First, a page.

Birgit Sippel (S&D, Germany) is rapporteur in the European Parliament on the Migration and Asylum Pact Regulation on the ‘screening’ of migrants at the EU’s external borders who will have to pass through security checks for five days before being redirected to an asylum or return procedure. She hopes to present her work in late September or early October. She explained to EUROPE the main difficulties with the text and said that we should start to consider moving forward on the Pact with the most willing countries, rather than seeking consensus among the EU-27 at all costs. (Interview by Solenn Paulic)
Agence Europe - What are the most sensitive issues raised by this ‘screening’ Regulation? Non-governmental organisations (NGOs) are concerned about the fiction of non-entry, which implies that migrants arriving at the EU’s borders are not yet considered to be on European territory.
Birgit Sippel - The legal fiction of non-entry is not totally new, but it has very broad effects. This will mean that nearly everybody arriving at a border going to the screening is deemed to ‘not have entered the European Union’. It is very similar to the transit zones that we have in airports.
And that of course, means you might not have all the rights that you have in the European Union, but it also might lead to big detention centres. Because how will you stick to this legal fiction of non entry if you are not ensuring that these people will not leave a special area?
And that’s even more true not only for the screening; but also for the next step in the asylum procedures Regulation, this legal fiction of non entry is also foreseen.
Yet the European Commission regularly says that its proposals will not lead to the multiplication of detention centres.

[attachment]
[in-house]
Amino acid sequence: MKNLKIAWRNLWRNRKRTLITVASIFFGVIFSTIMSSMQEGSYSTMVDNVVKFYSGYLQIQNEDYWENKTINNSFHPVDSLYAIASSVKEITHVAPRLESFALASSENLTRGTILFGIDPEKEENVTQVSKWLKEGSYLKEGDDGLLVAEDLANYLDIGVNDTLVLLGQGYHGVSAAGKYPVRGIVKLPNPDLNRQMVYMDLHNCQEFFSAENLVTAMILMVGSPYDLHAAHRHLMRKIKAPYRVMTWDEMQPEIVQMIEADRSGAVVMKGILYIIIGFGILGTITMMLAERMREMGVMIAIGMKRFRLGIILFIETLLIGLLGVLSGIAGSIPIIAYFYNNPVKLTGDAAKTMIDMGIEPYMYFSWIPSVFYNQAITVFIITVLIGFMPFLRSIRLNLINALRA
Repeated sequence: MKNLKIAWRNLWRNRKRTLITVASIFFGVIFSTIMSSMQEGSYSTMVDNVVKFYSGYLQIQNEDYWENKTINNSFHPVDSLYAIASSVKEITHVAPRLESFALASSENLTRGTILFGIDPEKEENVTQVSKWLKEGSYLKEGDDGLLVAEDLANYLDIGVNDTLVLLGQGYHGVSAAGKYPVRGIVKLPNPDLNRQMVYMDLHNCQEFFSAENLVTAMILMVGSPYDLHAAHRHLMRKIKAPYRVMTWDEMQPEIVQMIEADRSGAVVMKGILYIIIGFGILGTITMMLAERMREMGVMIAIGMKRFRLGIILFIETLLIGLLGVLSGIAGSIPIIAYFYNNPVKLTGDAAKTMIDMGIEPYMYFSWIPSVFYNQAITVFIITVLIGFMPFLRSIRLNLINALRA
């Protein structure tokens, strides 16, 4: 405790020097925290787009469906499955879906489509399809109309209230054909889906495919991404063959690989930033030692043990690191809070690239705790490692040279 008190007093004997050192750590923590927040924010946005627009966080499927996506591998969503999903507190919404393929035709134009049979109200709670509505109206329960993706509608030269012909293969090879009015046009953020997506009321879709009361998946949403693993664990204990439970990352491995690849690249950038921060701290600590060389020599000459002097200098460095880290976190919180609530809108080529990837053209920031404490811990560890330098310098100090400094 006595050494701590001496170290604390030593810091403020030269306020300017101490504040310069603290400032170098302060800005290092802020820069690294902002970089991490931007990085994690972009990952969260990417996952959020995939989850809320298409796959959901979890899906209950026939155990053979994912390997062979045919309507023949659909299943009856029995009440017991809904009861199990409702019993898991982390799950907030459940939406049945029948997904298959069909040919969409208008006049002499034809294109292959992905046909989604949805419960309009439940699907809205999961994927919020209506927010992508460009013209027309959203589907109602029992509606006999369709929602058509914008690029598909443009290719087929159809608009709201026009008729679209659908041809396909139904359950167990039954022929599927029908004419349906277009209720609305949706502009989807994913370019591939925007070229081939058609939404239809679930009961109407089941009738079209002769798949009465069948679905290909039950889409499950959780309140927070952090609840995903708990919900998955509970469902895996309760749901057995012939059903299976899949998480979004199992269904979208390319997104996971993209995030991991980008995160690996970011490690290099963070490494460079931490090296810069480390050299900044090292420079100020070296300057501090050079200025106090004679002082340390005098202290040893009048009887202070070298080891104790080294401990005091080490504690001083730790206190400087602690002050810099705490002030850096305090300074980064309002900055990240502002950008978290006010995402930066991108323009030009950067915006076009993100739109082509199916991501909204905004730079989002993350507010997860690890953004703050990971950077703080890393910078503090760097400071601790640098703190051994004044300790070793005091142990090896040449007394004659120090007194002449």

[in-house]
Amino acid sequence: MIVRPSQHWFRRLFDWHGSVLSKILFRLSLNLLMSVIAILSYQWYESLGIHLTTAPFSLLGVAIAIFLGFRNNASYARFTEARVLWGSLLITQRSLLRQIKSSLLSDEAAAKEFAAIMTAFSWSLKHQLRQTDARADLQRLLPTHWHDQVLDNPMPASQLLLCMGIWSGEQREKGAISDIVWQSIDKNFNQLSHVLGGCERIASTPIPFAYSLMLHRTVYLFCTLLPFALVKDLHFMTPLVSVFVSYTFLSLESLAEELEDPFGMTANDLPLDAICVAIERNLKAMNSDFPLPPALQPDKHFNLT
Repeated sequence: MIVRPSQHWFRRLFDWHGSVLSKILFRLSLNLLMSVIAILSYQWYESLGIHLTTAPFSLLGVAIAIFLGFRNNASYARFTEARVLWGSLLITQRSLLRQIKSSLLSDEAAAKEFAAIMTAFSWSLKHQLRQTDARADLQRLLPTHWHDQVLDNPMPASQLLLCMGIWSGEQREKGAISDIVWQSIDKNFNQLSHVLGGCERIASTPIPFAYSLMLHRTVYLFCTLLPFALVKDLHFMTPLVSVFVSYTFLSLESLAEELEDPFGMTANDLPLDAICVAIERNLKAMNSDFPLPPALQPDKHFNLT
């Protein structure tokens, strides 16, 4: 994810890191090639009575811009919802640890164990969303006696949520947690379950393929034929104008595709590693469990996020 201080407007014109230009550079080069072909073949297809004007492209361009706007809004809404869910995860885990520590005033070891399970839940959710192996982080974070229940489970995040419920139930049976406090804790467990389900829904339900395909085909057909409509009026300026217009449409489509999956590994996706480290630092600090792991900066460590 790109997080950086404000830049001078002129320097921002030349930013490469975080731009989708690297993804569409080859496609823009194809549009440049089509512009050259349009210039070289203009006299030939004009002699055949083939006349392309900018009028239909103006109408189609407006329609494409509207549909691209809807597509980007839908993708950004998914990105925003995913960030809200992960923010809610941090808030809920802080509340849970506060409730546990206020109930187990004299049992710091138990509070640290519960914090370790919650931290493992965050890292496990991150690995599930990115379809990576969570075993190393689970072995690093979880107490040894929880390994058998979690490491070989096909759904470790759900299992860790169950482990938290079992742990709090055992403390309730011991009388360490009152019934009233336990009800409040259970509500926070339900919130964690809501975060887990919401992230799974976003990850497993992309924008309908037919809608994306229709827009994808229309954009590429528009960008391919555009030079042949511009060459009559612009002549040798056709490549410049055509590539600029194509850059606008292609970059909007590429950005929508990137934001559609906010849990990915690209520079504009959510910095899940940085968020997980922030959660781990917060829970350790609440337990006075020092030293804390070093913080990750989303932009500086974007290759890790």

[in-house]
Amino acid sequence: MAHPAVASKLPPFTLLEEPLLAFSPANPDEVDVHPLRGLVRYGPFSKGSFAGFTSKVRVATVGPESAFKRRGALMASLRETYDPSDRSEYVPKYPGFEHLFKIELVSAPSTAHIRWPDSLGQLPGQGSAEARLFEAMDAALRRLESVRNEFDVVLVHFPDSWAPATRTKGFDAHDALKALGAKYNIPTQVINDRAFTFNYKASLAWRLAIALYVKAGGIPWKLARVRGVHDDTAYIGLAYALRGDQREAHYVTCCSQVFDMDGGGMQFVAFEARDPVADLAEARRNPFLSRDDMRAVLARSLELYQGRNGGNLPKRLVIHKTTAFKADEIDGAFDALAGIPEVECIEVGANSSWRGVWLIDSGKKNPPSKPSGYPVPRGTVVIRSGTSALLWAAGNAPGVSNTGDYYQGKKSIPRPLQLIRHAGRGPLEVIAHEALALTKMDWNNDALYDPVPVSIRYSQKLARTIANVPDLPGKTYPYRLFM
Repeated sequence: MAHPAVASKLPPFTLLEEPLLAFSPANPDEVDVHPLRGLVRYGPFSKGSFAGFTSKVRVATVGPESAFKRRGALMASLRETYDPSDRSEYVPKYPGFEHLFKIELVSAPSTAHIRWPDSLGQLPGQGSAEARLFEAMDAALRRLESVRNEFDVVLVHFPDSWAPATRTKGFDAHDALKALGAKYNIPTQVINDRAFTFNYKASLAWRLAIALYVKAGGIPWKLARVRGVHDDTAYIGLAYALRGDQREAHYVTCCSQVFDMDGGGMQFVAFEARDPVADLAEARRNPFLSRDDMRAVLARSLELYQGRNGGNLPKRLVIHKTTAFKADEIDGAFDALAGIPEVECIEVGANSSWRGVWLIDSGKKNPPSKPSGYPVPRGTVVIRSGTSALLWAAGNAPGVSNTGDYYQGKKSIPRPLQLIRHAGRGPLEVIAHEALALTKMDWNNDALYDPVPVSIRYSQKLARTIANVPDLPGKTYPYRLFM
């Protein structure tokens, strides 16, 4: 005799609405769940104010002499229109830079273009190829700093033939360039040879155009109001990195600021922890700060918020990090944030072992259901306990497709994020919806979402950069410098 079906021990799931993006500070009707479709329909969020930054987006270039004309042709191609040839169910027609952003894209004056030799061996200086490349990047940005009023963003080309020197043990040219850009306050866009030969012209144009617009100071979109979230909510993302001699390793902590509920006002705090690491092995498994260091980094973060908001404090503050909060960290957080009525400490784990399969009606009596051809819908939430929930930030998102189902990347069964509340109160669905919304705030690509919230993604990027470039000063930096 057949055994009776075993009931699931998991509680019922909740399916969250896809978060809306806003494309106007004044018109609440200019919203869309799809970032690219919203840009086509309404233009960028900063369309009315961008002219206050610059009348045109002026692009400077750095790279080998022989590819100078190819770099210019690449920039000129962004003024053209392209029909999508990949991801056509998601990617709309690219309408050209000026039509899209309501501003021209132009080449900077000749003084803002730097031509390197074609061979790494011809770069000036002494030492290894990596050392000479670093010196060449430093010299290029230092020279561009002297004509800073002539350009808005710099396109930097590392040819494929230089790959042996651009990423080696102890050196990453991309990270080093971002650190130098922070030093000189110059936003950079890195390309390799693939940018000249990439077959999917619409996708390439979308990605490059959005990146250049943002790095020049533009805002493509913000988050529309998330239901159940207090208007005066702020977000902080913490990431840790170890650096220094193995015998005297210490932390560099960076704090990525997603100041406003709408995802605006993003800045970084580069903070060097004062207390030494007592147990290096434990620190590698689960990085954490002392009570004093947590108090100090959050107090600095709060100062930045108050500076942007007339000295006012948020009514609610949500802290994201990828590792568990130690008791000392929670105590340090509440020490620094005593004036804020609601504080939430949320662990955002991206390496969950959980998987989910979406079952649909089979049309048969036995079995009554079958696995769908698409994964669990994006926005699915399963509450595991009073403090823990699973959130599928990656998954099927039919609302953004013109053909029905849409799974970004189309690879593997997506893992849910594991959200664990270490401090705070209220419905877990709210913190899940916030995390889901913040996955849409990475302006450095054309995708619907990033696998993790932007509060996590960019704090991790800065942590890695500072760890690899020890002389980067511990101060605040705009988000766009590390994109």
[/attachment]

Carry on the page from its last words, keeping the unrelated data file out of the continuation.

This is partly true: the ‘screening’ text is not clearly talking about detention; there is something very vague in the recitals but the text leaves it totally in the hands of the Member States on how to ensure this legal fiction.
But we see already in the Member States, not only in Greece, but also in Hungary, Croatia, or partly in countries like Romania and Bulgaria, that detention really means that people are in enclosed buildings, not allowed to leave, not allowed to have contact to people outside.
So it might not be the aim of the Commission, but the practice shows that this is happening. Member States who already do it can of course, continue or even broaden this use of detention.
The question is: what will these enclosed centres look like? Will it be these big centres for thousands of people? What about the health situation? What about educational services for children, especially for the longer term?
And there is also the important question of whether NGOs, lawyers will have access to all these people in these camps; so that they are properly informed.
And we also have to see the link with the missing question of solidarity within the screening. If there is no obligation, no mandatory system at one point or the other, to relocate people from a country with an external border to other places, these are additional tasks for countries of first arrival. This could put them under even more pressure and thus be another reason for detention.
How can we ensure that the rights of people who arrive and are screened are respected? The Commission proposes an independent monitoring system set up by the Member State.
An independent monitoring mechanism is of course a good idea and should be seen as a useful tool. But there are no clear preconditions, no clear descriptions.
Looking back into the last months and years, there is some good reason to believe that Member States might not fully respect fundamental rights.
To that extent, it would be good if it were not only the States themselves and their authorities that organised this monitoring, but if they had the support of an agency such as the FRA.